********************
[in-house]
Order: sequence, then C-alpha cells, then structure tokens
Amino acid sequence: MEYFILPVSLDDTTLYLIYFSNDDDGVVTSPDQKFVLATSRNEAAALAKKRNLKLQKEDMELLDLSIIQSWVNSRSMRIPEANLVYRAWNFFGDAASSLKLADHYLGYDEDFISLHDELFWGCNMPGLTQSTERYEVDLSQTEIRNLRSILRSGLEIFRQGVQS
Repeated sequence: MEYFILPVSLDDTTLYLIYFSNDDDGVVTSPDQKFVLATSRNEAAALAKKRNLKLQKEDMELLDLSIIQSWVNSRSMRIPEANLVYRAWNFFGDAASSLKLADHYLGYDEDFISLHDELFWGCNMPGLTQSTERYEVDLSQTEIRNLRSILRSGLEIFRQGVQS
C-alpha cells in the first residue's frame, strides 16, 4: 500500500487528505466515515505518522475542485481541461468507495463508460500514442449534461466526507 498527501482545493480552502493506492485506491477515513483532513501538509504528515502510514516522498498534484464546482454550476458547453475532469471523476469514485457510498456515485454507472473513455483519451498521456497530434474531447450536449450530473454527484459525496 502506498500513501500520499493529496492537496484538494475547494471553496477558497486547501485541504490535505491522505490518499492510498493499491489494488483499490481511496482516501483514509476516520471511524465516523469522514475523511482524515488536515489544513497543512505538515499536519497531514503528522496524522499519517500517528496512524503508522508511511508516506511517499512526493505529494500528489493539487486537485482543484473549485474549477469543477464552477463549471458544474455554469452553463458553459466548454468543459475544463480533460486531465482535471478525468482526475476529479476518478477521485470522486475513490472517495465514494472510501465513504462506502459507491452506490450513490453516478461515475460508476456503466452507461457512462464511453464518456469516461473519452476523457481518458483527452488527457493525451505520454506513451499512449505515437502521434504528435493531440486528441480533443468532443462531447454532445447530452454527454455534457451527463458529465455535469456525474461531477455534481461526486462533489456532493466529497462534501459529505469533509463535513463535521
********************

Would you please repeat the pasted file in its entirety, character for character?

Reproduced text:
[in-house]
Order: sequence, then C-alpha cells, then structure tokens
Amino acid sequence: MEYFILPVSLDDTTLYLIYFSNDDDGVVTSPDQKFVLATSRNEAAALAKKRNLKLQKEDMELLDLSIIQSWVNSRSMRIPEANLVYRAWNFFGDAASSLKLADHYLGYDEDFISLHDELFWGCNMPGLTQSTERYEVDLSQTEIRNLRSILRSGLEIFRQGVQS
Repeated sequence: MEYFILPVSLDDTTLYLIYFSNDDDGVVTSPDQKFVLATSRNEAAALAKKRNLKLQKEDMELLDLSIIQSWVNSRSMRIPEANLVYRAWNFFGDAASSLKLADHYLGYDEDFISLHDELFWGCNMPGLTQSTERYEVDLSQTEIRNLRSILRSGLEIFRQGVQS
C-alpha cells in the first residue's frame, strides 16, 4: 500500500487528505466515515505518522475542485481541461468507495463508460500514442449534461466526507 498527501482545493480552502493506492485506491477515513483532513501538509504528515502510514516522498498534484464546482454550476458547453475532469471523476469514485457510498456515485454507472473513455483519451498521456497530434474531447450536449450530473454527484459525496 502506498500513501500520499493529496492537496484538494475547494471553496477558497486547501485541504490535505491522505490518499492510498493499491489494488483499490481511496482516501483514509476516520471511524465516523469522514475523511482524515488536515489544513497543512505538515499536519497531514503528522496524522499519517500517528496512524503508522508511511508516506511517499512526493505529494500528489493539487486537485482543484473549485474549477469543477464552477463549471458544474455554469452553463458553459466548454468543459475544463480533460486531465482535471478525468482526475476529479476518478477521485470522486475513490472517495465514494472510501465513504462506502459507491452506490450513490453516478461515475460508476456503466452507461457512462464511453464518456469516461473519452476523457481518458483527452488527457493525451505520454506513451499512449505515437502521434504528435493531440486528441480533443468532443462531447454532445447530452454527454455534457451527463458529465455535469456525474461531477455534481461526486462533489456532493466529497462534501459529505469533509463535513463535521